Tag Archives: capers

Hotel Breakfast OR Why I Need Egg Cups

1 Nov

I’m traveling this week, having escaped the US just before Sandy, the Frankenstorm, shut down every flight out of the country. I’m starting the week in Worms, Germany, southwest of Frankfurt. I speak French very well, but I only know two phrases in German. The first, “where is the key?” because the restroom in the plant is always locked, and the second “I would like capers, please” because the hotel has smoked salmon on the breakfast buffet, but the capers are locked away as a strictly afternoon sort of condiment. When informed that my German had improved to include this second all-important phrase about capers, my husband said, “Really? That’s what you decided to learn?” or something to that effect.

He clearly has no appreciation for the importance of capers with smoked salmon, but I have to think at least one person will agree with me.

I didn’t come here to talk about smoked salmon, delightful though it is. I wanted to talk about kiwis. Kiwis are one of those fruits I eat in two situations: when someone else cut it up and provided it (fruit salad, fruit tray, fruit tart) or when I’m staying in a hotel and find them on the breakfast buffet, in which case I cut it in half and scoop out the flesh with a spoon and wonder why I don’t do this at home.

Today, I had a kiwi and it was so good that I went back for a second. I noticed it was a bit less fuzzy and when I cut it open, I found the flesh was yellow. Golden kiwi fruit!  It was delicious and a bit more tropical tasting than the green.

This has suddenly turned into a new obsession to serve kiwis in egg cups.  I don’t own any egg cups.

Quickie – Glazed Pork

29 May

I love this super-easy quick meal from Cooking Light magazine so much that I have a little container of the flour/spice mixture stored in my pantry.  A list of the remaining ingredients is taped to the top.  There is nothing to look up.  I just grab the little container of flour and spices and I’m ready to go.

Here is the recipe for Glazed Pork at myrecipes.com.  They suggest serving it with couscous cooked in chicken broth.  In a pinch, a package of Near East Toasted Pine Nut Couscous works great with this and cooks in less than the time it will take you to saute the pork.  I do this all the time, although my husband vastly prefers pearl couscous to this mix and my friend Karim would probably tell me that this stuff isn’t proper couscous anyway.  Shhhh, fellas!  This is about making weeknight dinners quick and easy, not about being authentic and perfect.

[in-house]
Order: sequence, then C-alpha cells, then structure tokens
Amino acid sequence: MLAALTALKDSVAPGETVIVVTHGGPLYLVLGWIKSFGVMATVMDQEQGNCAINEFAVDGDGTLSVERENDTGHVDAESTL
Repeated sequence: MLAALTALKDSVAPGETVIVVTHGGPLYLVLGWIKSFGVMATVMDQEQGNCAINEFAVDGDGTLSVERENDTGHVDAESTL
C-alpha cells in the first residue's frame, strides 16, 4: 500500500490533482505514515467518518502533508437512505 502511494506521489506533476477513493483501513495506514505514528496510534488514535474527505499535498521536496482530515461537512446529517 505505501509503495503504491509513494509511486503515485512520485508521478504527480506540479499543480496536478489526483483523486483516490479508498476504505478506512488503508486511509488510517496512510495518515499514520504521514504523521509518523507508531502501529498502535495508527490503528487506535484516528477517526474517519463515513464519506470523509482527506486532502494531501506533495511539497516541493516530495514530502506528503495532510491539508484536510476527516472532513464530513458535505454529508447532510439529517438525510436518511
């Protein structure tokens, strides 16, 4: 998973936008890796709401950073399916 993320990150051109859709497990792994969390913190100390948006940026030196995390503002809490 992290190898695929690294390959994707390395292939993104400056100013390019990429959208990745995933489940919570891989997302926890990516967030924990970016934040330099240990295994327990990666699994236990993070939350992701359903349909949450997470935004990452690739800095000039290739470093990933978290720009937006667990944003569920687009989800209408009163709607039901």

Okay, back to dinner.  I’m going to heat three things:  1) water in my steamer pan for vegetables, 2) water for the couscous, according to package directions and 3) my saute pan.  This is going to go fast. 

The pork gets dredged in a flour and spice mixture and sauteed.  Once it has been cooked on both sides, you deglaze the pan with a mixture of orange juice and balsamic vinegar and then add raisins and capers.  It’s not strictly ‘correct’, but while I’m cooking the pork, I measure out all of the remaining ingredients, including the sugar, raisins and capers and just put it all in a small bowl so I can add it to the saute pan at the same time.

When I flip the pork, I put the vegetables in the hot steamer and drop the couscous mix into its pan.  Both of those items will be done in 5-8 minutes. 

As soon as the pork has cooked through, remove it to a plate and deglaze with the sauce mixture.  It just takes a couple of minutes for it to thicken and you can plate the other items while the sauce is finishing.  Spoon the sauce over the pork and we’re done here.  This would be great on chicken as well.  In that case, I might consider pounding the chicken breast a bit or butterflying it to make it a quick saute.  Note that I haven’t tried that, I just think it’s a good idea.

Note on Cousous Alternatives:  My husband liked this very much when I served it with miniature gnocchi once.  He said it was kind of like having it with spaetzle.  In combination with the flavors in the glaze, it made sense to his palate.  You can buy gnocchi in the Italian foods or pasta section of your grocery store.  (You can also make it and freeze it, but one thing at a time here.)  Gnocchi cooks similarly to pasta, but very, very quickly.

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